For larger amounts, compliant investments also provide the option of withdrawals by ‘segmentation’. Sub-policies can be created and drawn on individually, allowing you to assess the impact of varying growth rates in relation to the size of withdrawal, and decide which method is most tax-efficient for you.  Segmentation can also be particularly beneficial for expats returning to the UK, where the gifting of sub-policies can significantly reduce tax bills. This is where wills and succession planning also comes into focus.

 

Assets held in a compliant Spanish investment should be UCITS compliant (undertakings for the collective investment of transferable securities), generally perceived as a mark of quality and providing security for investors. Many exchange traded funds (ETF’s) fall into this category providing a huge range of high-quality, low-cost securities to choose from, many of which pay dividends either for re-investment or income reducing the underlying expense ratios of portfolios.

 

In summary, establish your position as soon as possible to avoid unwanted complications. The transition from ‘non-compliant’ to ‘compliant’ can be made with the minimum of effort, and a review and restructuring of assets within portfolios can make a considerable improvement to underlying costs and performance. We understand that many old portfolio bonds have charging structures that incur early redemption charges on closure, but this is easily avoided and investments can be  transitioned  without  penalty.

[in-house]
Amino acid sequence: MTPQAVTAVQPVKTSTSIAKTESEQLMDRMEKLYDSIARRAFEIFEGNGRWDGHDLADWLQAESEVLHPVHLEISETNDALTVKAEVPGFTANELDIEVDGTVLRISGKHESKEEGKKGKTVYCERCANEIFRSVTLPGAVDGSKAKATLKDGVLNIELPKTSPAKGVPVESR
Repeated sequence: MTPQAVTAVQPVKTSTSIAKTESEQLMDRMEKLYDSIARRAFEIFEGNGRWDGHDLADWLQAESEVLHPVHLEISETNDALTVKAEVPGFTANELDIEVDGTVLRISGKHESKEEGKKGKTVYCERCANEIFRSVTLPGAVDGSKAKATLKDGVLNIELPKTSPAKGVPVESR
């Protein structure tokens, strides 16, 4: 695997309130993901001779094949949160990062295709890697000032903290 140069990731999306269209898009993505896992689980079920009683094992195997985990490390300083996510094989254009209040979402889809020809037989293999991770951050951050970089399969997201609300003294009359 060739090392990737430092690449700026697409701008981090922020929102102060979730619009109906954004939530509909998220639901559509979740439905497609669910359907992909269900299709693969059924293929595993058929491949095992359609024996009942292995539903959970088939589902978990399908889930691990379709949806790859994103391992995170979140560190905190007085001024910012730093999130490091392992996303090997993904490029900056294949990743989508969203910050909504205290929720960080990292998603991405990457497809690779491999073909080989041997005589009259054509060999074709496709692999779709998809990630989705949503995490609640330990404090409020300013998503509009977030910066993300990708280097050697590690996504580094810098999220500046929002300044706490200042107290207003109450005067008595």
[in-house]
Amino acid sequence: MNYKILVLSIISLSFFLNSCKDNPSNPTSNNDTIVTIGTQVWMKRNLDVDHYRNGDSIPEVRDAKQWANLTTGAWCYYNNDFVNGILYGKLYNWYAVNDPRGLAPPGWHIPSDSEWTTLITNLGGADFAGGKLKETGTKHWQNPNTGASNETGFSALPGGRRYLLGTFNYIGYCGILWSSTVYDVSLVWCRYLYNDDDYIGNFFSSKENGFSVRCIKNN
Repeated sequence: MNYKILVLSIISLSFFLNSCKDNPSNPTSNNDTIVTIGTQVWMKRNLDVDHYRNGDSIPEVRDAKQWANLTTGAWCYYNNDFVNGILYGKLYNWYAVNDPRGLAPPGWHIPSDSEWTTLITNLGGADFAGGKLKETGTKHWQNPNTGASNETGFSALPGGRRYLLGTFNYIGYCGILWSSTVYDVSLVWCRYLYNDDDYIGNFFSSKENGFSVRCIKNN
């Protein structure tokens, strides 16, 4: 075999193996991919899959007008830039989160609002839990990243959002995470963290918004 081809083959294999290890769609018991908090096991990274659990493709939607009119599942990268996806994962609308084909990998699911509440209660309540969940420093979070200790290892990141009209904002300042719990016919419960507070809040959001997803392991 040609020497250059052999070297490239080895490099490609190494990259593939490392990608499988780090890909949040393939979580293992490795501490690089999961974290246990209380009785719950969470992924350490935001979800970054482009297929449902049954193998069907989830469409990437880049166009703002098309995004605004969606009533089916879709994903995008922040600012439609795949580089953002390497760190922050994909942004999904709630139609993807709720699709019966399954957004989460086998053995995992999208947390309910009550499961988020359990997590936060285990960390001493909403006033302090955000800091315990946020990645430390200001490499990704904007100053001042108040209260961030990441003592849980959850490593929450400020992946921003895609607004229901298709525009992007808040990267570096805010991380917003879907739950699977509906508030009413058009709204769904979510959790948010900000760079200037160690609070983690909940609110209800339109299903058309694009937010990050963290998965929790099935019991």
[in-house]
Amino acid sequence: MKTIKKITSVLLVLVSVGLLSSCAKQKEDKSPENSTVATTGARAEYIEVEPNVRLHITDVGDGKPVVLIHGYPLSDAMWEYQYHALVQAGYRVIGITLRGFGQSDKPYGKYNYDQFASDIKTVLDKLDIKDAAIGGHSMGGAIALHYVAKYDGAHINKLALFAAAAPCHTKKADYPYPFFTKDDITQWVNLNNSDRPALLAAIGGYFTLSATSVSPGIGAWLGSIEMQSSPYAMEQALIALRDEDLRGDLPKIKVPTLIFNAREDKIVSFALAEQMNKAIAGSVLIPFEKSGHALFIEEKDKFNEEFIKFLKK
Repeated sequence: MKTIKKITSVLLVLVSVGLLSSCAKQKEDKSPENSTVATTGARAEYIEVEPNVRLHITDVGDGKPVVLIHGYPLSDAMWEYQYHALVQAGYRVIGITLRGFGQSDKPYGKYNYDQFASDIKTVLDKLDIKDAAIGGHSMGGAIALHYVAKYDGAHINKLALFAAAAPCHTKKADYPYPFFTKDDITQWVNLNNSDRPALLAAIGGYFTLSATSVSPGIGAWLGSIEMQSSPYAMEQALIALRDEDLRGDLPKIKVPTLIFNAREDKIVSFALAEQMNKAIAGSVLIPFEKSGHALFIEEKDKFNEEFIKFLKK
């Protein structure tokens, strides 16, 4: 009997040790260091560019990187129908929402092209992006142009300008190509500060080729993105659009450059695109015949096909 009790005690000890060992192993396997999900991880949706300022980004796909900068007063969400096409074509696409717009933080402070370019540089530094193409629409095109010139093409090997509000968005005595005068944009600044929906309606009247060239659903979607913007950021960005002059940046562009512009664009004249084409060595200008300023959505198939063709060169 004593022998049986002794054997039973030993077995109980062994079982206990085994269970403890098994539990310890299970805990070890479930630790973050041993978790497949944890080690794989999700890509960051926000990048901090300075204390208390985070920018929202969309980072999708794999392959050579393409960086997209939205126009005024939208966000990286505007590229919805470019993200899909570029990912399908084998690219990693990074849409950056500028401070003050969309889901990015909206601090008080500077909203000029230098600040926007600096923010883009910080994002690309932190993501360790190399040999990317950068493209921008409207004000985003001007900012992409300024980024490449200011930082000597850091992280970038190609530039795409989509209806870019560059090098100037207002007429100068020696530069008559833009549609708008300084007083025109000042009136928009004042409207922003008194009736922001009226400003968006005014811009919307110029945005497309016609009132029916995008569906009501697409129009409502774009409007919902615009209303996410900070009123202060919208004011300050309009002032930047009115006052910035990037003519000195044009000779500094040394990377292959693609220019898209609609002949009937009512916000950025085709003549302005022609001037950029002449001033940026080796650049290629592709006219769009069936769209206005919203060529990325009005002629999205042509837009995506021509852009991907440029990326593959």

To learn more about the benefits of investing in liquid, low-cost securities within a Spanish Compliant Investment, get in touch today and you'll get the expat financial advice to guide you through the process.

 

The information contained in this article is provided for informational purposes only and is not intended to substitute formal tax or financial planning advice. While we make reasonable efforts to make sure the content of the article is correct and up to date we do not assume any responsibility for any errors or omissions.

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Francesco Bertagnin offers expert tax advice in Spain, Gibraltar and the UK.  For more information please visit www.foresightconsultancy.com or call +34 956 614 549.